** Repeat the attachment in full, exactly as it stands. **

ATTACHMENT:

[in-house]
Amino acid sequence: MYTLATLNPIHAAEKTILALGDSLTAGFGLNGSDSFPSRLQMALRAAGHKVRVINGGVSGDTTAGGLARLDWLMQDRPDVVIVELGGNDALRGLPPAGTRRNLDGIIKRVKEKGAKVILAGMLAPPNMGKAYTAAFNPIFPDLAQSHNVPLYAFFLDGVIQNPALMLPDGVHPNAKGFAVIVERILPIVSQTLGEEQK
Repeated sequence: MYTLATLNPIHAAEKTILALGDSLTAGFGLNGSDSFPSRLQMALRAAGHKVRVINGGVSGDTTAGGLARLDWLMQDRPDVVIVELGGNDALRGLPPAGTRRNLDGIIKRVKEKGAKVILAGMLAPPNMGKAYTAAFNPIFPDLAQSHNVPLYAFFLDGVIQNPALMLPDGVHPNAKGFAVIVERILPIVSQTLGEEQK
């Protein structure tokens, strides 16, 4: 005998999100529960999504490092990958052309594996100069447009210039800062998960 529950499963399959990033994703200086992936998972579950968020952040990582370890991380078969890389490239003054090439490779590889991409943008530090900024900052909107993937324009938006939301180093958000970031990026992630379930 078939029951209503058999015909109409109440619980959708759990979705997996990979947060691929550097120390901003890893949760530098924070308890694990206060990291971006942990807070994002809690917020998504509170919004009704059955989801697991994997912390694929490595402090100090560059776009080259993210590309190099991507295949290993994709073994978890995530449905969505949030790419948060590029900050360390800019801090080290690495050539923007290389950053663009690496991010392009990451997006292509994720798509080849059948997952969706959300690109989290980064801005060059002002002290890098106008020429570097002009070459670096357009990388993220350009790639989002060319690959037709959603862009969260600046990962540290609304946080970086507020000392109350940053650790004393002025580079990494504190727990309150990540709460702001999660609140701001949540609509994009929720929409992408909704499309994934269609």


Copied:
[in-house]
Amino acid sequence: MYTLATLNPIHAAEKTILALGDSLTAGFGLNGSDSFPSRLQMALRAAGHKVRVINGGVSGDTTAGGLARLDWLMQDRPDVVIVELGGNDALRGLPPAGTRRNLDGIIKRVKEKGAKVILAGMLAPPNMGKAYTAAFNPIFPDLAQSHNVPLYAFFLDGVIQNPALMLPDGVHPNAKGFAVIVERILPIVSQTLGEEQK
Repeated sequence: MYTLATLNPIHAAEKTILALGDSLTAGFGLNGSDSFPSRLQMALRAAGHKVRVINGGVSGDTTAGGLARLDWLMQDRPDVVIVELGGNDALRGLPPAGTRRNLDGIIKRVKEKGAKVILAGMLAPPNMGKAYTAAFNPIFPDLAQSHNVPLYAFFLDGVIQNPALMLPDGVHPNAKGFAVIVERILPIVSQTLGEEQK
């Protein structure tokens, strides 16, 4: 005998999100529960999504490092990958052309594996100069447009210039800062998960 529950499963399959990033994703200086992936998972579950968020952040990582370890991380078969890389490239003054090439490779590889991409943008530090900024900052909107993937324009938006939301180093958000970031990026992630379930 078939029951209503058999015909109409109440619980959708759990979705997996990979947060691929550097120390901003890893949760530098924070308890694990206060990291971006942990807070994002809690917020998504509170919004009704059955989801697991994997912390694929490595402090100090560059776009080259993210590309190099991507295949290993994709073994978890995530449905969505949030790419948060590029900050360390800019801090080290690495050539923007290389950053663009690496991010392009990451997006292509994720798509080849059948997952969706959300690109989290980064801005060059002002002290890098106008020429570097002009070459670096357009990388993220350009790639989002060319690959037709959603862009969260600046990962540290609304946080970086507020000392109350940053650790004393002025580079990494504190727990309150990540709460702001999660609140701001949540609509994009929720929409992408909704499309994934269609």